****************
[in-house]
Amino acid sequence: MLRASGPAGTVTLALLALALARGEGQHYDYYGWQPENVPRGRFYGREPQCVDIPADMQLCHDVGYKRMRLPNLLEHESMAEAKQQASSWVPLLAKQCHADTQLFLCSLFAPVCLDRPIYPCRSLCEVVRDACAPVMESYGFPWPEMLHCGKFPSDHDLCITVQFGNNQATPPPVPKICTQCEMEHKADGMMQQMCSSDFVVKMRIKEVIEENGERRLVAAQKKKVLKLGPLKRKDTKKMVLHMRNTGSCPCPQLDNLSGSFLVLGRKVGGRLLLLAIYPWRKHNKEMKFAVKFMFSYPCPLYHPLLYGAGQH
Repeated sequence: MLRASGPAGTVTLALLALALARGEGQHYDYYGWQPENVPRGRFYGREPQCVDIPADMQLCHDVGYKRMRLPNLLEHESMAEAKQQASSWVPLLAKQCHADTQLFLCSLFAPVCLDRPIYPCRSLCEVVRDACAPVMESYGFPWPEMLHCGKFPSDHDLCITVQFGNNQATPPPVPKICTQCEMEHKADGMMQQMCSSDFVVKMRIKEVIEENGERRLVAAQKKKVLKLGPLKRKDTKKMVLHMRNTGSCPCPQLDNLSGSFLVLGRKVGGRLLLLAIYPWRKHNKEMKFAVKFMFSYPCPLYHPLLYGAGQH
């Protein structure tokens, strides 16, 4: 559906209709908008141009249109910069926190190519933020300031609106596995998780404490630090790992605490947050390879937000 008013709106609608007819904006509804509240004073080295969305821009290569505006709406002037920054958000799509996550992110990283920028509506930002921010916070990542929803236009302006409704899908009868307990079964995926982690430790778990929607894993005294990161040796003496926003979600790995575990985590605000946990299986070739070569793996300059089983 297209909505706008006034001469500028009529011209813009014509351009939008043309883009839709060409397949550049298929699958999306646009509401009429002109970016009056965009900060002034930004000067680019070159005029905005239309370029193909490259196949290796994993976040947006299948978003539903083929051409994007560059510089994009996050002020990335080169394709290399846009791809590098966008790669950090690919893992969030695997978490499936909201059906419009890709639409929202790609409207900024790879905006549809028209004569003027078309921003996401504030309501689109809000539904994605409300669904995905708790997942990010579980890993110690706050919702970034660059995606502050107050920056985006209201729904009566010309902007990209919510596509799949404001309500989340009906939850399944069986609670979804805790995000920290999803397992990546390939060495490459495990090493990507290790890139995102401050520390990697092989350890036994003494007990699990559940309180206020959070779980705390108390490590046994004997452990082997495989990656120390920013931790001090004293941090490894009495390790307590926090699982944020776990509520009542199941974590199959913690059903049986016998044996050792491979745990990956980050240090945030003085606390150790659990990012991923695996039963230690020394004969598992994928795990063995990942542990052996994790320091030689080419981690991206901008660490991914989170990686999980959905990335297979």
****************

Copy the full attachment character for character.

[in-house]
Amino acid sequence: MLRASGPAGTVTLALLALALARGEGQHYDYYGWQPENVPRGRFYGREPQCVDIPADMQLCHDVGYKRMRLPNLLEHESMAEAKQQASSWVPLLAKQCHADTQLFLCSLFAPVCLDRPIYPCRSLCEVVRDACAPVMESYGFPWPEMLHCGKFPSDHDLCITVQFGNNQATPPPVPKICTQCEMEHKADGMMQQMCSSDFVVKMRIKEVIEENGERRLVAAQKKKVLKLGPLKRKDTKKMVLHMRNTGSCPCPQLDNLSGSFLVLGRKVGGRLLLLAIYPWRKHNKEMKFAVKFMFSYPCPLYHPLLYGAGQH
Repeated sequence: MLRASGPAGTVTLALLALALARGEGQHYDYYGWQPENVPRGRFYGREPQCVDIPADMQLCHDVGYKRMRLPNLLEHESMAEAKQQASSWVPLLAKQCHADTQLFLCSLFAPVCLDRPIYPCRSLCEVVRDACAPVMESYGFPWPEMLHCGKFPSDHDLCITVQFGNNQATPPPVPKICTQCEMEHKADGMMQQMCSSDFVVKMRIKEVIEENGERRLVAAQKKKVLKLGPLKRKDTKKMVLHMRNTGSCPCPQLDNLSGSFLVLGRKVGGRLLLLAIYPWRKHNKEMKFAVKFMFSYPCPLYHPLLYGAGQH
């Protein structure tokens, strides 16, 4: 559906209709908008141009249109910069926190190519933020300031609106596995998780404490630090790992605490947050390879937000 008013709106609608007819904006509804509240004073080295969305821009290569505006709406002037920054958000799509996550992110990283920028509506930002921010916070990542929803236009302006409704899908009868307990079964995926982690430790778990929607894993005294990161040796003496926003979600790995575990985590605000946990299986070739070569793996300059089983 297209909505706008006034001469500028009529011209813009014509351009939008043309883009839709060409397949550049298929699958999306646009509401009429002109970016009056965009900060002034930004000067680019070159005029905005239309370029193909490259196949290796994993976040947006299948978003539903083929051409994007560059510089994009996050002020990335080169394709290399846009791809590098966008790669950090690919893992969030695997978490499936909201059906419009890709639409929202790609409207900024790879905006549809028209004569003027078309921003996401504030309501689109809000539904994605409300669904995905708790997942990010579980890993110690706050919702970034660059995606502050107050920056985006209201729904009566010309902007990209919510596509799949404001309500989340009906939850399944069986609670979804805790995000920290999803397992990546390939060495490459495990090493990507290790890139995102401050520390990697092989350890036994003494007990699990559940309180206020959070779980705390108390490590046994004997452990082997495989990656120390920013931790001090004293941090490894009495390790307590926090699982944020776990509520009542199941974590199959913690059903049986016998044996050792491979745990990956980050240090945030003085606390150790659990990012991923695996039963230690020394004969598992994928795990063995990942542990052996994790320091030689080419981690991206901008660490991914989170990686999980959905990335297979």